Scene nearby: Enjoying the work of Gary Faigin

Edmonds art lovers were among those celebrating the Thursday opening of Gary Faigin’s “The Age of Steam” exhibit at the Harris/Harvey Gallery in Seattle. According to Edmonds attendee Marni Muir, Faigin has served on the board of directors for Cascadia Art Museum since its inception.  He has exhibited widely with solo exhibits throughout the greater Seattle area including Frye Art Museum. He has also been a generous donor with his portraiture art for the Cascadia Art Museum Galas over the years, Muir said.

In 2019 Faigin was chosen for the Annual Edmonds Arts Festival Foundation Poster.  He has been a promoter and observer of historic and contemporary in the Northwest and also serves on the Acquisitions Committee for the museum.  He also was a guest art critic for The Seattle Times.

Gary Faigin – The Age of Steam

The Age of Steam is an exhibition of new paintings by Gary Faigin. A Northwest artist and leading proponent of realist painting, Faigin focuses on the steam engine as the quintessential symbol of the Industrial Revolution. He depicts trains in a myriad of landscapes and fictional narratives, that beckon the train’s history as a fearsome and immensely powerful agent of change that linked coasts, devastated forests and buffalo herds, and even standardized time. The networks that railroads created were an earlier, physical version of today’s high-speed internet, changing the world’s concept of distance, and linking the formerly separate, like America’s East and West coasts. And yet, unlike the invisibility of the cyber world, the train has a dramatic and even theatrical physical presence, with all of its force and moving parts in plain view. Faigin’s paintings explore the two sides of this critical machine – its identity as an enormous mechanical sculpture which we cannot help but admire, while at the same time recognizing its capacity to forever alter the landscapes and people it encounters.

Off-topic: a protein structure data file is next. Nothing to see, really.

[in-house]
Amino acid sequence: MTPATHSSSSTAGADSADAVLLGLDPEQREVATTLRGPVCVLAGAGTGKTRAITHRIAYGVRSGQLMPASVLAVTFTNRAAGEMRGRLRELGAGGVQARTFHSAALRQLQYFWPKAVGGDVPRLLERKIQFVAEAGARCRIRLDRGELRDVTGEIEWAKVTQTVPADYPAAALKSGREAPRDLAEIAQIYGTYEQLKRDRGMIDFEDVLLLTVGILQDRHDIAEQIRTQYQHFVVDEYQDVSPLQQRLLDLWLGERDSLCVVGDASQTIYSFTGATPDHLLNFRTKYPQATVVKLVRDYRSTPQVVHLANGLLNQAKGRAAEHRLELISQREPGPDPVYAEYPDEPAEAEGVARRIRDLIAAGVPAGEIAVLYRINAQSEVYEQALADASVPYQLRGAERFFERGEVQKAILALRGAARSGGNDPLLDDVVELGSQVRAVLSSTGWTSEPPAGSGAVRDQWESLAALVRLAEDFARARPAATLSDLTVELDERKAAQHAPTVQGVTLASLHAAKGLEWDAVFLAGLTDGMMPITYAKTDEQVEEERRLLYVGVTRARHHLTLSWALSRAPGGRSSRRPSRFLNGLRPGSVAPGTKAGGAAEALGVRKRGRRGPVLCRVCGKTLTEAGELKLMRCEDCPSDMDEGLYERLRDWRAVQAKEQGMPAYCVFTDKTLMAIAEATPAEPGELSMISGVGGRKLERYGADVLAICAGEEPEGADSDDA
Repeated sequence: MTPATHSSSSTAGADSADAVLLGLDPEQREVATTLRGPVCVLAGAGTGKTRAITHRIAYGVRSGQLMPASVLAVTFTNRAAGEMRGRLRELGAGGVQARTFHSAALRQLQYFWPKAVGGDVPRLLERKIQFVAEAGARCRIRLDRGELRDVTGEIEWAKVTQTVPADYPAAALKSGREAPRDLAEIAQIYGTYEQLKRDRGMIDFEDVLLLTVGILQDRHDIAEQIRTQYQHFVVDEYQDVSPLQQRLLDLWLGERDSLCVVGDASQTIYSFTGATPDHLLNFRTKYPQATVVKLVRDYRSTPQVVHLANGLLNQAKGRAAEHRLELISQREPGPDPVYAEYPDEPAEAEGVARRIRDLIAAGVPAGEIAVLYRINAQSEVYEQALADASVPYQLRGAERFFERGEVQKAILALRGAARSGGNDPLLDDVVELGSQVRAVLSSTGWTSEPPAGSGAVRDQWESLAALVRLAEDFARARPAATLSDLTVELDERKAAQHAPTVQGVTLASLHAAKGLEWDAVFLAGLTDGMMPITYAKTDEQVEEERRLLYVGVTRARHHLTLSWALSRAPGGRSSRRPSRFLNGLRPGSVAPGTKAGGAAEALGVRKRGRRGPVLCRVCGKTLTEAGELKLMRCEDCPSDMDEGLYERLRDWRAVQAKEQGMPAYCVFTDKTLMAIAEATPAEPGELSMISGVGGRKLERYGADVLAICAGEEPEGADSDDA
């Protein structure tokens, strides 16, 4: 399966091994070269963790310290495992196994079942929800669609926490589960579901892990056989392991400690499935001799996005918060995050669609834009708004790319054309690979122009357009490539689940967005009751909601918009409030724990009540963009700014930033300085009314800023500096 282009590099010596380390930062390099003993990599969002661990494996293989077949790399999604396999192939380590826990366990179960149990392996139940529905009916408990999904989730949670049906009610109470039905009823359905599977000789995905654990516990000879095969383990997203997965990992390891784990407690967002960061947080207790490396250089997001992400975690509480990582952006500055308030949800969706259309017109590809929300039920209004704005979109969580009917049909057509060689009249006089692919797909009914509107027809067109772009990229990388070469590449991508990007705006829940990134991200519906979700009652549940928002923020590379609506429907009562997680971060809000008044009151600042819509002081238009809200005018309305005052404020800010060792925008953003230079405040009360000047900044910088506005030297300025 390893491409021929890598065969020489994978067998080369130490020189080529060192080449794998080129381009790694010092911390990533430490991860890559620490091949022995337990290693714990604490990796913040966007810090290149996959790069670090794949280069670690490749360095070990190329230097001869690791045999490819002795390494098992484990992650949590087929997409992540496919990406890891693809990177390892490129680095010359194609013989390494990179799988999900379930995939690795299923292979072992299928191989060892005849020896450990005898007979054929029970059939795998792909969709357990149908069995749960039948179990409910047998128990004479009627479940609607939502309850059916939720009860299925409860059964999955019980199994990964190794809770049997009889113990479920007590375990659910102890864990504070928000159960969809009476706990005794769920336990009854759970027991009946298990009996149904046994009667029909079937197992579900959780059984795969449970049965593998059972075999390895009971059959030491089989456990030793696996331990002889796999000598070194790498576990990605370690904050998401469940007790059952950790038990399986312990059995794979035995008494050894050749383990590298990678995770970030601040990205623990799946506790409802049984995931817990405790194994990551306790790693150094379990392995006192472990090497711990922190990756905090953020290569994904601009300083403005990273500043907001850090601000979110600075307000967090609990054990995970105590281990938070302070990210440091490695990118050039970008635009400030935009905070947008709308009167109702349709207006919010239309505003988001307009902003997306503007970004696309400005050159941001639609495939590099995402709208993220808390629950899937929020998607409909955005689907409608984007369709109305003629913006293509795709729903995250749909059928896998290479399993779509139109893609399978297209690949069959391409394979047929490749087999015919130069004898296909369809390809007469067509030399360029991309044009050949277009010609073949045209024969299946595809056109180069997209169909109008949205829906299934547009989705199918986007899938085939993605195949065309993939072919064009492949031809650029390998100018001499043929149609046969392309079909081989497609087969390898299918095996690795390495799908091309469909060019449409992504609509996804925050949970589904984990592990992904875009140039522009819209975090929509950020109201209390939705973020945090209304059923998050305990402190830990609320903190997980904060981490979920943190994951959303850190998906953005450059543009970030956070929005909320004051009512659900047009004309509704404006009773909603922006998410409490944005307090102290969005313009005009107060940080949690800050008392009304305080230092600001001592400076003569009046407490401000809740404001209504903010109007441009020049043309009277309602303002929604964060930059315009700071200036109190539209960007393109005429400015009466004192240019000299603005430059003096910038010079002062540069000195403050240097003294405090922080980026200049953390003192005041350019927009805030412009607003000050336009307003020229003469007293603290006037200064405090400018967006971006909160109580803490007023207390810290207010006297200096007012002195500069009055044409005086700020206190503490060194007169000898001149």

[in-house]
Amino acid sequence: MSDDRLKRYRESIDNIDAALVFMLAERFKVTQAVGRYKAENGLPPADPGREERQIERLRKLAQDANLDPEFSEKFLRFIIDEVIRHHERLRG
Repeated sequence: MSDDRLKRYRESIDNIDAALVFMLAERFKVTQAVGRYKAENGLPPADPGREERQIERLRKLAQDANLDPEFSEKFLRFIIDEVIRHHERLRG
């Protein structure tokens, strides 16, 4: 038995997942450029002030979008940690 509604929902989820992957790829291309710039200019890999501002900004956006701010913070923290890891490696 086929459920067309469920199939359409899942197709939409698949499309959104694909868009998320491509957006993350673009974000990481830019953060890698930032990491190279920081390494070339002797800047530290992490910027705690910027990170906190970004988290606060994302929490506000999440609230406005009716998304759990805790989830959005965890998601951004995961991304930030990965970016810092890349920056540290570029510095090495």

The exhibit runs through the end of September. The Harris/Harvey Gallery is located at 1915 1st Ave. in Seattle’s Pike Place Market Historical District.

 

 

 

 

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